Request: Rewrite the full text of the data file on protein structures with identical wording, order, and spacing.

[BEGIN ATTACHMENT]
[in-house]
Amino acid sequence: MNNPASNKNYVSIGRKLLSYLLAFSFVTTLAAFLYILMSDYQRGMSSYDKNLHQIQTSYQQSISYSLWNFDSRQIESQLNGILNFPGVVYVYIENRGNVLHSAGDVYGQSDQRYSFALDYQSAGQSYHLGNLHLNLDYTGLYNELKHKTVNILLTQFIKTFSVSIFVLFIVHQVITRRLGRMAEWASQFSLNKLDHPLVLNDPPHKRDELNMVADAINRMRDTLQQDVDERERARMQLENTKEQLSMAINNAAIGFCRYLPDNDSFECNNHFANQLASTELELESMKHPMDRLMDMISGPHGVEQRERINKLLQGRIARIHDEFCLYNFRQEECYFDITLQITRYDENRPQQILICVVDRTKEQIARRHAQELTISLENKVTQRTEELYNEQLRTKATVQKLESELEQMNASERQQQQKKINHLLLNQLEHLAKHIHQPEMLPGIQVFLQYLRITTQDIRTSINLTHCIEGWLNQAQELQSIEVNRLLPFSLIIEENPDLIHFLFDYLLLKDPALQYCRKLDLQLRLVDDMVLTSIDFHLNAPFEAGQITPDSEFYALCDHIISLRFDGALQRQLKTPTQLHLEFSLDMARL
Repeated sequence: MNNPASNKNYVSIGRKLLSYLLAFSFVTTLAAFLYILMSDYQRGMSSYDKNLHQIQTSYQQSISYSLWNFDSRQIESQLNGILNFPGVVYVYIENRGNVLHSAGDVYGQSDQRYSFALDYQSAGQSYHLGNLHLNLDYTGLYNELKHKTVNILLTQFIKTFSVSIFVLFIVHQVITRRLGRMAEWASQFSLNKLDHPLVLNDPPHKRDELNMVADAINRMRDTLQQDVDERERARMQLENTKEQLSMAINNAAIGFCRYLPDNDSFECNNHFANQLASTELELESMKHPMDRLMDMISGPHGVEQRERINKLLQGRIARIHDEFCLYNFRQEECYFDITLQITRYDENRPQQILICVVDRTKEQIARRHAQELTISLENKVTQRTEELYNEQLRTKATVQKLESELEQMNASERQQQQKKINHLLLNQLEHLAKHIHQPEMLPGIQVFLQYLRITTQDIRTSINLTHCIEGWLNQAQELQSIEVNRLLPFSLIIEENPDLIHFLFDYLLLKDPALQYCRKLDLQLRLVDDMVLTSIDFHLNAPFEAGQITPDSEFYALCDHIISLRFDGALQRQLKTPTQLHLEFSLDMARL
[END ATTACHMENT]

[in-house]
Amino acid sequence: MNNPASNKNYVSIGRKLLSYLLAFSFVTTLAAFLYILMSDYQRGMSSYDKNLHQIQTSYQQSISYSLWNFDSRQIESQLNGILNFPGVVYVYIENRGNVLHSAGDVYGQSDQRYSFALDYQSAGQSYHLGNLHLNLDYTGLYNELKHKTVNILLTQFIKTFSVSIFVLFIVHQVITRRLGRMAEWASQFSLNKLDHPLVLNDPPHKRDELNMVADAINRMRDTLQQDVDERERARMQLENTKEQLSMAINNAAIGFCRYLPDNDSFECNNHFANQLASTELELESMKHPMDRLMDMISGPHGVEQRERINKLLQGRIARIHDEFCLYNFRQEECYFDITLQITRYDENRPQQILICVVDRTKEQIARRHAQELTISLENKVTQRTEELYNEQLRTKATVQKLESELEQMNASERQQQQKKINHLLLNQLEHLAKHIHQPEMLPGIQVFLQYLRITTQDIRTSINLTHCIEGWLNQAQELQSIEVNRLLPFSLIIEENPDLIHFLFDYLLLKDPALQYCRKLDLQLRLVDDMVLTSIDFHLNAPFEAGQITPDSEFYALCDHIISLRFDGALQRQLKTPTQLHLEFSLDMARL
Repeated sequence: MNNPASNKNYVSIGRKLLSYLLAFSFVTTLAAFLYILMSDYQRGMSSYDKNLHQIQTSYQQSISYSLWNFDSRQIESQLNGILNFPGVVYVYIENRGNVLHSAGDVYGQSDQRYSFALDYQSAGQSYHLGNLHLNLDYTGLYNELKHKTVNILLTQFIKTFSVSIFVLFIVHQVITRRLGRMAEWASQFSLNKLDHPLVLNDPPHKRDELNMVADAINRMRDTLQQDVDERERARMQLENTKEQLSMAINNAAIGFCRYLPDNDSFECNNHFANQLASTELELESMKHPMDRLMDMISGPHGVEQRERINKLLQGRIARIHDEFCLYNFRQEECYFDITLQITRYDENRPQQILICVVDRTKEQIARRHAQELTISLENKVTQRTEELYNEQLRTKATVQKLESELEQMNASERQQQQKKINHLLLNQLEHLAKHIHQPEMLPGIQVFLQYLRITTQDIRTSINLTHCIEGWLNQAQELQSIEVNRLLPFSLIIEENPDLIHFLFDYLLLKDPALQYCRKLDLQLRLVDDMVLTSIDFHLNAPFEAGQITPDSEFYALCDHIISLRFDGALQRQLKTPTQLHLEFSLDMARL